“So I will prove to you that the Son of Man has the authority on earth to forgive sins.” (Matthew 9:6a NLT)
Jesus often tied forgiveness with physical healing or other very practical issues. The paralyzed man who was brought to Jesus by his friends likely wasn’t thinking of his need of forgiveness, yet that was the priority for Jesus. One reason is that His will for us is to walk in wholeness of life – physically, spiritually, emotionally, etc.
There’s a sense in which physical healing is incidental to walking in harmony with the Lord yet should enhance and multiply our effectiveness for Christ if we’re healthy. Forgiveness of sin should open a door of opportunity for us to seek health in every avenue of our lives, especially in our relationships with ourselves and others.
Related to that, today I’d like us to consider what forgiveness should look like for us if we’re the one needing to forgive someone who has sinned against us. I believe there are some misunderstandings that when seen in their proper light can liberate us to forgive, thus freeing ourselves to live a more fruitful and enjoyable life for the Lord.
Pastor Rick Warren used a helpful quiz in a recent devotional entitled What Forgiveness Really Is (05-21-22). How would you answer the following questions?
1. A person should not be forgiven until they ask for it.
2. Forgiving includes minimizing the offense and the pain caused.
3. Forgiveness includes restoring trust and reuniting a relationship.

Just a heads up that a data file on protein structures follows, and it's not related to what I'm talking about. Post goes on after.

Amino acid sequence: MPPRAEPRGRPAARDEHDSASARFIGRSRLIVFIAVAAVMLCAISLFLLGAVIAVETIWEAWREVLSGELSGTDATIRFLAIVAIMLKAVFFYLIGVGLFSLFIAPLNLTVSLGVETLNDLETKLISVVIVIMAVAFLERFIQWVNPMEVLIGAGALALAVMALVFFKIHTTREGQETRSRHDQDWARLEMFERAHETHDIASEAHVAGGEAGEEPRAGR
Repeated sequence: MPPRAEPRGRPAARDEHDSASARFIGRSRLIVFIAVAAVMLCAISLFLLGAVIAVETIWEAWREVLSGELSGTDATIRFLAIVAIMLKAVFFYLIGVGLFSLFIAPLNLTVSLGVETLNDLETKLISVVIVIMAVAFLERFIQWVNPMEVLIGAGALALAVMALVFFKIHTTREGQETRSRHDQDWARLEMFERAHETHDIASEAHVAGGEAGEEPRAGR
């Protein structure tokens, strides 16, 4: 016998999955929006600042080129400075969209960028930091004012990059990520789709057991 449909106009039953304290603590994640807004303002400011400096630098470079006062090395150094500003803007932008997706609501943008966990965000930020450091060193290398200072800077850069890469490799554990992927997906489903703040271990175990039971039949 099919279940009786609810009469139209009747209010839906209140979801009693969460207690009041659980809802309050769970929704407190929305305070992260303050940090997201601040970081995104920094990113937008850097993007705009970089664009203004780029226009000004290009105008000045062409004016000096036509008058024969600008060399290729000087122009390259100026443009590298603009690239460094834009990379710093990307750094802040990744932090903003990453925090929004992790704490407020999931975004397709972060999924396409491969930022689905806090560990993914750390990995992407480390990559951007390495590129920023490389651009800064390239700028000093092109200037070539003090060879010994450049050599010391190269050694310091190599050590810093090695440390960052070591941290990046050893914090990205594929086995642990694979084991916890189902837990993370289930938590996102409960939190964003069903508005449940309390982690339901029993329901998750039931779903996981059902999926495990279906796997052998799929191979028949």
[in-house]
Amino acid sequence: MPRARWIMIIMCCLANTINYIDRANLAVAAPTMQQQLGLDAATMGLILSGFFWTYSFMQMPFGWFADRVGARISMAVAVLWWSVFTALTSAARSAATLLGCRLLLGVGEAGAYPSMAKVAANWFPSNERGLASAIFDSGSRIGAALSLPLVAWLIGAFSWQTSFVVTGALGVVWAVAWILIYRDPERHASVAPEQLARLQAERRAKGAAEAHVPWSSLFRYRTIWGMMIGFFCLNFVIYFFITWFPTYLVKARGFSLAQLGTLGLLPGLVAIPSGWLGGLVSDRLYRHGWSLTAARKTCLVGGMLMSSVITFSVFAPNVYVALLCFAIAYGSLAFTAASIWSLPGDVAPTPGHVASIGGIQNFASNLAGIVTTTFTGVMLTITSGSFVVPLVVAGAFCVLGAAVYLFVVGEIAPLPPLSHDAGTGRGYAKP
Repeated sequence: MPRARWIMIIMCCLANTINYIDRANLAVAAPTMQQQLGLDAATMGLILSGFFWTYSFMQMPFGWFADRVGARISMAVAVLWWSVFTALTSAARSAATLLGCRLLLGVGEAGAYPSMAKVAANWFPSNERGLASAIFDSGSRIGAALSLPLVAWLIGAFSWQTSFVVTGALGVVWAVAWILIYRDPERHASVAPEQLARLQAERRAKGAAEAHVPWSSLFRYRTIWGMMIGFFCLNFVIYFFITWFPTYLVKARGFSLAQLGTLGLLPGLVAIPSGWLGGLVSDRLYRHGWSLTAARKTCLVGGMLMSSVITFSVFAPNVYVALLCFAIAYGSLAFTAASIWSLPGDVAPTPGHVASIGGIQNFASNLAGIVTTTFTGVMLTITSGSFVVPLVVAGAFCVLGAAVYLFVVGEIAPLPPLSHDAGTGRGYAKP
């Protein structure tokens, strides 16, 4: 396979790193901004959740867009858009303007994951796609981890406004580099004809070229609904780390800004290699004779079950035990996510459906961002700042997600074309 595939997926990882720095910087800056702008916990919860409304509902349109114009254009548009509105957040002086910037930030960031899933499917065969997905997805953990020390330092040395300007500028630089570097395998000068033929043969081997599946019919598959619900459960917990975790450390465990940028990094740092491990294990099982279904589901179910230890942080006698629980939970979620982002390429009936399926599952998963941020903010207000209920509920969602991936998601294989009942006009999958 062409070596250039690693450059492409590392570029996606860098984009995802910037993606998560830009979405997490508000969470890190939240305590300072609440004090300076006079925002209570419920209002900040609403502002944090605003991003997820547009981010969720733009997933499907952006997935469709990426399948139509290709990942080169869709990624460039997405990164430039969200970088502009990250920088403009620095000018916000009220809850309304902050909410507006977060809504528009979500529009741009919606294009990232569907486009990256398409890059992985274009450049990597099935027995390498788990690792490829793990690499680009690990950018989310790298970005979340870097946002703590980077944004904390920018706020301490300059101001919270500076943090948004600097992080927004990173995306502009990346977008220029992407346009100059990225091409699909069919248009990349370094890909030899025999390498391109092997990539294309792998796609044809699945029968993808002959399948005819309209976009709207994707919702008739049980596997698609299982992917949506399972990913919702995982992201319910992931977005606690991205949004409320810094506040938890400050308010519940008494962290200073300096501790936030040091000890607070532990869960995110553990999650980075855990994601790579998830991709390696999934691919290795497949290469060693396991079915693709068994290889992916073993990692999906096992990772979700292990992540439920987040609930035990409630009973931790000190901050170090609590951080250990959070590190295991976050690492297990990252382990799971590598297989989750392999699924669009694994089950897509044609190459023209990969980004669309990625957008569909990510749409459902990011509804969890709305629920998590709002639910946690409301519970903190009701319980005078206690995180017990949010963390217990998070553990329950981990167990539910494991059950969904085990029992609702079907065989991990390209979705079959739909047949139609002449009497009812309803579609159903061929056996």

4. You haven’t really forgiven until you’ve forgotten the offense.
5. When you see somebody hurt, it is your duty to forgive the offender.
All five are false.
On some levels, forgiveness isn’t about the other person, so waiting for someone to ask for forgiveness just prolongs your own suffering. Also, forgiveness doesn’t demand relationship. Forgiving someone who has hurt you physically, financially, emotionally, or otherwise, doesn’t necessarily mean you have to continue or begin a relationship with them. In a marriage or family situation, restoration may be a desired end, but learning to trust that person again may take a long time, if ever.
Another factor that is commonly misunderstood about forgiveness is forgetting. Forgiving someone doesn’t in and of itself mean you must or even can forget. Depending upon the severity of the trauma that was caused by their sin against you, you may never forget.
The picture that comes to mind when I think of forgiveness is letting loose of the “stranglehold” we have on a person’s throat. Our tendency is to want to hurt them like they hurt us, but God says: “vengeance is Mine” (Romans 12:19). What’s helped me is to understand there is nothing I could ever do to a person that would punish them as severely as God can. Nobody gets away with anything in God’s sight. They may avoid prosecution from the penal system, but they’ll never escape God’s justice.
Also, it doesn’t mean the hurt or pain they caused is immediately gone, it just means you commit them into the capable hands of God. Neither does it mean that what happened is being minimized in any way, it just means you’re allowing the Lord to take responsibility for the consequences of their sin in their life.
Holding a grudge or continually hoping there was a way to do to them what they did to you, at least from the standpoint of the pain they caused, is a dead end that only cripples you. Take a step towards healing by releasing your hands from their neck and placing them in the hands of your Savior.
He will guide you on the path of healing, enabling you to live in the freedom of the responsibility to punish another person. That’s God’s job. Please, for your sake, let Him do what only He can do.
Blessings, Ed 😊